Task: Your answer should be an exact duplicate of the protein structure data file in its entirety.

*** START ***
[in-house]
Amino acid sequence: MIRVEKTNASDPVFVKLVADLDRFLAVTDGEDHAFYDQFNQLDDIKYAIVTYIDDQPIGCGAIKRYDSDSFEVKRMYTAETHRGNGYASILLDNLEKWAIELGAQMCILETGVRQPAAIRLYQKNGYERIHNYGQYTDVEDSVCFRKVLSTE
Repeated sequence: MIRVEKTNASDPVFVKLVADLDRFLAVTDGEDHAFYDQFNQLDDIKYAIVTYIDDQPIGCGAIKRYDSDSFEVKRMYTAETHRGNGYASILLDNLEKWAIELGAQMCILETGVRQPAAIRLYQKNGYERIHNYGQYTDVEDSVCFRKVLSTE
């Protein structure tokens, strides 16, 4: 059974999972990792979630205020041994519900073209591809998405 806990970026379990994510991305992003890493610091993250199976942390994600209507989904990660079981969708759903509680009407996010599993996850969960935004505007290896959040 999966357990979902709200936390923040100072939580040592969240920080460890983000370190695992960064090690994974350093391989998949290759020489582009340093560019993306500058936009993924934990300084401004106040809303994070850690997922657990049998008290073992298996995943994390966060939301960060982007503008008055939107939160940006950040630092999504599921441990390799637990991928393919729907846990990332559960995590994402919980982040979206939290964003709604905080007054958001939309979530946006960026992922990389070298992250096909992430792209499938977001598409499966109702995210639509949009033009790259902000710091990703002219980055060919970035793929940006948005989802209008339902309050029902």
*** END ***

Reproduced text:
[in-house]
Amino acid sequence: MIRVEKTNASDPVFVKLVADLDRFLAVTDGEDHAFYDQFNQLDDIKYAIVTYIDDQPIGCGAIKRYDSDSFEVKRMYTAETHRGNGYASILLDNLEKWAIELGAQMCILETGVRQPAAIRLYQKNGYERIHNYGQYTDVEDSVCFRKVLSTE
Repeated sequence: MIRVEKTNASDPVFVKLVADLDRFLAVTDGEDHAFYDQFNQLDDIKYAIVTYIDDQPIGCGAIKRYDSDSFEVKRMYTAETHRGNGYASILLDNLEKWAIELGAQMCILETGVRQPAAIRLYQKNGYERIHNYGQYTDVEDSVCFRKVLSTE
């Protein structure tokens, strides 16, 4: 059974999972990792979630205020041994519900073209591809998405 806990970026379990994510991305992003890493610091993250199976942390994600209507989904990660079981969708759903509680009407996010599993996850969960935004505007290896959040 999966357990979902709200936390923040100072939580040592969240920080460890983000370190695992960064090690994974350093391989998949290759020489582009340093560019993306500058936009993924934990300084401004106040809303994070850690997922657990049998008290073992298996995943994390966060939301960060982007503008008055939107939160940006950040630092999504599921441990390799637990991928393919729907846990990332559960995590994402919980982040979206939290964003709604905080007054958001939309979530946006960026992922990389070298992250096909992430792209499938977001598409499966109702995210639509949009033009790259902000710091990703002219980055060919970035793929940006948005989802209008339902309050029902």